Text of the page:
By Mary Cunningham

It’s been 19 days since the NBA opened free agency, and ex-Sixer Nerlens Noel still can;t get a nibble.

Nobody wants to pay him.

And because nobody wants to pay him, the Dallas Mavericks, who hold his rights as a restricted free agent, won’t have to either. The Mavs are playing hardball, which has left Noel and his agent “disappointed,”but there is no reason for Dallas to soften its stance. Noel and his camp have no leverage. Discussions have seemingly stalled. Noel’s agent, Happy Walters, has said that he and Noel are “still waiting on a serious offer.”

Last summer’s cap-spike-induced bonanza toyed with that concept. The NBA’s free agent market revises and reshapes itself every year, and the combined $200 million dropped in the laps of Timofey Mozgov, Bismack Biyombo and Ian Mahinmi blew up the market for bigs. It redefined the supposed “market value” for guys like Noel. It created Noel’s max contract expectations.

Noel’s diminishing value is the result of an unfortunate confluence of factors. The free agent market overall has been dry after last summer, and became even dryer when several teams decided to spend like it was last summer during the first week of free agency this year. So nobody has cap room.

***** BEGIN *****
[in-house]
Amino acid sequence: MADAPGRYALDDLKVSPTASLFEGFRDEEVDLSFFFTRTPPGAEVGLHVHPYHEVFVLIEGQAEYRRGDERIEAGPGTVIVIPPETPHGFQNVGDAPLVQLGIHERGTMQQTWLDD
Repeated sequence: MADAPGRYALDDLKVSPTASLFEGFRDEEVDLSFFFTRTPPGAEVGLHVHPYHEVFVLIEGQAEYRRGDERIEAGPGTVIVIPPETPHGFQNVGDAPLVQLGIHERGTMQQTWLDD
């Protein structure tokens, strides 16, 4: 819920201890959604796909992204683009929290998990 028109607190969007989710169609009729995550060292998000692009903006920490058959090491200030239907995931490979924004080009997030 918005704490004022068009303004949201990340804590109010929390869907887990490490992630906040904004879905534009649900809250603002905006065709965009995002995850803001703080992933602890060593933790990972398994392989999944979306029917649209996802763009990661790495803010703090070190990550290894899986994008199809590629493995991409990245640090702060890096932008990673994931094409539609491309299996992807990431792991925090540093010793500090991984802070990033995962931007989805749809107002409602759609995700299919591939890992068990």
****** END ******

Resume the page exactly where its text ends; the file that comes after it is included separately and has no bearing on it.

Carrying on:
Plus, the market for centers is oversaturated. Because 15 teams — literally half of the league — gave three-or-more-year deals to centers a year ago, the field of potential landing spots for Noel is narrower than usual. And those 15 teams don’t include 10 or so others who are already set at center for at least two more years.

And all of this discussion of contracts and free agency avoids the elephant in the room, which is the fact that, as the NBA continues to trend in the direction of small-ball, the center position is going out of style. It’s just not as important to have an imposing big man as it was a decade ago. The league’s most dominant team over the past three seasons has won two titles and broken the NBA’s single-season wins record while cycling in rookie bigs and veterans on one-year contracts. There is still plenty of value in the center position, but not the same value there used to be.

And that’s why Nerlens Noel isn’t the only loser of his own free agency plight. He’s the guinea pig, but he won’t be the last big man to value himself in 2016’s market, only to receive a rude awakening once free agency kicks off.